As well as the wild boar (Sus scrofa), that sometimes pillage the home orchards in and around the village (including in front of the house!), foxes (Vulpes vulpes), badgers (Meles meles) and red squirrels (Sciurus vulgaris) are common sightings. Rather more difficult to see directly are beech martins (Martes foina), which are identifiable mainly from their droppings, and gennets (Genetta genetta), an exotic cat-like carnivore that is thought to have been introduced from North Africa by the Moors. Numerous other small mammals such as rabbits and hares provide prey for these carnivores. As well as the dusk being an ideal time to watch out for these animals (it’s very common to see foxes roaming in the middle distance), there is also ‘The Changing of the Guard’; as the swifts and swallows, which are very active around the village, share the darkening sky will large numbers of bats. The night sky is full of bats. Although twenty-eight bat species have been identified in the Catalan Pyrenees the only species we’ve managed to pin down is the free-tailed bat (Tadarida teniotis), which is unique in having an audible sound. Back on terra firma, lizards and geckoes abound, indeed two families of geckoes live under the eaves of the terrace; their nightly skirmishes make great entertainment as they seek to be nearest to the moths attracted by the wall lights! Tawny owls (Strix aluco) are highly vocal in the pre-dawn and the very, very lucky ‘twitcher’ may see an eagle owl (Bubo bubo) – to be honest the only time we’ve ever seen one we nearly ran it over as it was feasting on a road kill a few miles from Fígols!

More exotic species can be seen in the various Reserves Naturals (protected environments where human activity is strictly controlled, as opposed to being almost completely banned as occurs in the Parcs Nacionals) in the region. The La Terreta reserve (Cat.), which adjoins Fígols’ territory to the north, has a special vulture reserve which may also account for the amount of vultures we see from the terrace! Across the valley from Fígols the Serra de Boumort is famous for its large population of red deer (Cervus elaphus); along with the cliffs of the Serra de Boumort, the spectacular congosts, or ravines, of Mont Rebei and Collegats host colonies of nesting birds of prey. Smaller wetland habitats are also represented at the lakes of Basturs and Montcortes, which are almost unique in Catalonia in being spring fed. Among the several local reservoirs the Embalse de Terradets is notable for its large areas of reed beds; the lake is silted up and therefore is not drained for irrigation or hydroelectric power. The riverbanks provide ideal habitats for Grey Herons (Ardea cinera) and Kingfishers (Alcedo atthis) and, somewhat surprisingly, there is a colony of Cormorants (Phalacrocorax carbo) on the Segre near Camarasea.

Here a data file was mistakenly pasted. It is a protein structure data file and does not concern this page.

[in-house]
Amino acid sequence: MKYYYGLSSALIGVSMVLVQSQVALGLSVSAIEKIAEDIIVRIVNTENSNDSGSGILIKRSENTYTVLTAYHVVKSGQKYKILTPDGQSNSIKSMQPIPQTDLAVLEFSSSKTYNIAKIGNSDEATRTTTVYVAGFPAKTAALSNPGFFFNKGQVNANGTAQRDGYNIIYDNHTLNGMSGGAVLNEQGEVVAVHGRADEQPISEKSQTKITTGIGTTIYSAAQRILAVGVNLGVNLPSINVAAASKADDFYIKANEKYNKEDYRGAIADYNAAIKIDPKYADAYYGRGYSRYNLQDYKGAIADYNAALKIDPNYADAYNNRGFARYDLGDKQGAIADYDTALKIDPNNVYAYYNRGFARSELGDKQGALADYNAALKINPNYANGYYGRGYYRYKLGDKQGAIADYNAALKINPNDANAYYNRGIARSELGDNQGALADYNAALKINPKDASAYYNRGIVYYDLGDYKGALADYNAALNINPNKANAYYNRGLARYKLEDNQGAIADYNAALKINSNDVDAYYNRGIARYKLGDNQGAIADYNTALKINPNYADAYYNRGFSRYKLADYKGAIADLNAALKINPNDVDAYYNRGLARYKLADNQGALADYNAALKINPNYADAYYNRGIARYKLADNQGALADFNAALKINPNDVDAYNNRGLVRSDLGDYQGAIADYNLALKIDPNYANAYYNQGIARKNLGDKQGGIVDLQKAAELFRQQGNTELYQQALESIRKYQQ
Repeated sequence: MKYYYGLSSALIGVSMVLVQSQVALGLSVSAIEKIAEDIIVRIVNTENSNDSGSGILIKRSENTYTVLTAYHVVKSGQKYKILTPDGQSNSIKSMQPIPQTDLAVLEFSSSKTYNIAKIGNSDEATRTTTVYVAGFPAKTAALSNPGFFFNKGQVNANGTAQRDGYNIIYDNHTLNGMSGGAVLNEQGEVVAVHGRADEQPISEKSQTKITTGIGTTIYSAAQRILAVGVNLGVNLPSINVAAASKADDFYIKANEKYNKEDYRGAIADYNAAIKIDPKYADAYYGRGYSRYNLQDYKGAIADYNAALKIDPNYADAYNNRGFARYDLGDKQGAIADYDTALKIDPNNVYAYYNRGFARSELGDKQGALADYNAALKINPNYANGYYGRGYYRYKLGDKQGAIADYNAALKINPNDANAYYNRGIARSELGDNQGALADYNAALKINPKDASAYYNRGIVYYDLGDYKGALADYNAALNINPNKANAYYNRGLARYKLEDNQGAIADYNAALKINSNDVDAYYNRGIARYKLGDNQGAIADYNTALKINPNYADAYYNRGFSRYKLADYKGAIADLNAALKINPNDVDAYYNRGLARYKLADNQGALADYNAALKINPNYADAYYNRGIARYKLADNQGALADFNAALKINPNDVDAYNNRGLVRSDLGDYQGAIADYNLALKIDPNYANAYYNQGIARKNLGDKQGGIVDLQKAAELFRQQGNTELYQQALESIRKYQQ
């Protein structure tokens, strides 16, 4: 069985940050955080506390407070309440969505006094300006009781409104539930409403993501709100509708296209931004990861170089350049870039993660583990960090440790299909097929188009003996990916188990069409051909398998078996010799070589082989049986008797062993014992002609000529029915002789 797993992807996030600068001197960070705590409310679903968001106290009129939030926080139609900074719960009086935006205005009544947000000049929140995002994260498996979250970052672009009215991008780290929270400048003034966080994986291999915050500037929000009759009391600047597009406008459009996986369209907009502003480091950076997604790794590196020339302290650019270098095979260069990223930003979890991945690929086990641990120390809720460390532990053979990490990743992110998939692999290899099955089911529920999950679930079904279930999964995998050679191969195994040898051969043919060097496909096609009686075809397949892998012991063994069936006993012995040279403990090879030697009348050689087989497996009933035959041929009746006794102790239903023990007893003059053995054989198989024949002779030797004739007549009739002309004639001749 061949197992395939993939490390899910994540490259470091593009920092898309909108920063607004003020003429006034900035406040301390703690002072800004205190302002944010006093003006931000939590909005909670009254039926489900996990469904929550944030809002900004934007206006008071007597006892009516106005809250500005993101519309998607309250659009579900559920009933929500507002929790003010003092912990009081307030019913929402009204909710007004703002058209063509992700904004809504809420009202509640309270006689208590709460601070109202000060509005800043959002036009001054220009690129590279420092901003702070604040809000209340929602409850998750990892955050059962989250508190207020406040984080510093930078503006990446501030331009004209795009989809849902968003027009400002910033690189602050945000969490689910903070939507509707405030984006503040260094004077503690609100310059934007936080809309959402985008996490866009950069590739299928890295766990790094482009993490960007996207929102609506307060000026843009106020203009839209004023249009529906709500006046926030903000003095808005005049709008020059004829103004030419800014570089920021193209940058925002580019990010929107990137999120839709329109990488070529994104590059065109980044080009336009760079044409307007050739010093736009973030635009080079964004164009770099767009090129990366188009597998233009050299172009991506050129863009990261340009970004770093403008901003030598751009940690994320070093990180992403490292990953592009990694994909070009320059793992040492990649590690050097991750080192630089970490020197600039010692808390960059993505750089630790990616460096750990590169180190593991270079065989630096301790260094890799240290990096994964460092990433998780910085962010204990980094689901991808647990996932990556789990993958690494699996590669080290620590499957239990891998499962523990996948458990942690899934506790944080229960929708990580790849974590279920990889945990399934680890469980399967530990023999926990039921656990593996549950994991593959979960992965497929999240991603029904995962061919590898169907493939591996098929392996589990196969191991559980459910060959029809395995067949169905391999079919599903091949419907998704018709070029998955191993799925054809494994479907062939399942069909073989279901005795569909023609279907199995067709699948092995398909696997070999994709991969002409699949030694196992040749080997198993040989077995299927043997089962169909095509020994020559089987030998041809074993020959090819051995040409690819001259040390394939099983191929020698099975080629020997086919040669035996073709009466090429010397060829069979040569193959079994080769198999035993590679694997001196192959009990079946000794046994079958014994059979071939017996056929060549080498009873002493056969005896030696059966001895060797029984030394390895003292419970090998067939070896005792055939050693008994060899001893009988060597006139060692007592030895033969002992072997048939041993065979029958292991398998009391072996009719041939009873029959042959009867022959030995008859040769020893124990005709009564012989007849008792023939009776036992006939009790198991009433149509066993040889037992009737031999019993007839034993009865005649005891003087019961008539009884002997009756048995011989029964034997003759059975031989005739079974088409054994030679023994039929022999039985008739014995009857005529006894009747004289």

In the high Pyrenees, and within an hour and a half drive from Fígols, the Parc Nacional d’Aigüestortes i Estany de Sant Maurici extends to just over 14,000 hectares (about 35,000 acres) and is managed alongside its own peripheral zones making a total of nearly 41.000 hectares. This links to the much larger Parc Natural de l’Alt Pirineus, extending to an area of over 110.000 hectares; enough to support a re-introduced population of brown bear (Ursus arctos) and an unplanned population of wolves (Canis lupus); fortunately there are plenty izards (Rupricapra pyrenaica), the Pyrenean sub-species of chamois, for them to eat!

Meanwhile, back at the ranch, so to speak, there is plenty of interest to nature lovers of all stripes in the immediate viscinity of Casa Rafela. Ornithologists shoud visit our birding guide for more details and a full list. My own personal interest s for mammalia – although spotting anyting other than tracks and, er, traces is much more hard work – but it’s worth it!

A weasel looks out in curiousity from its ‘fortress’ of stones near Fígols – a sight well worth a short stroll in the dusk – see my blog for further details!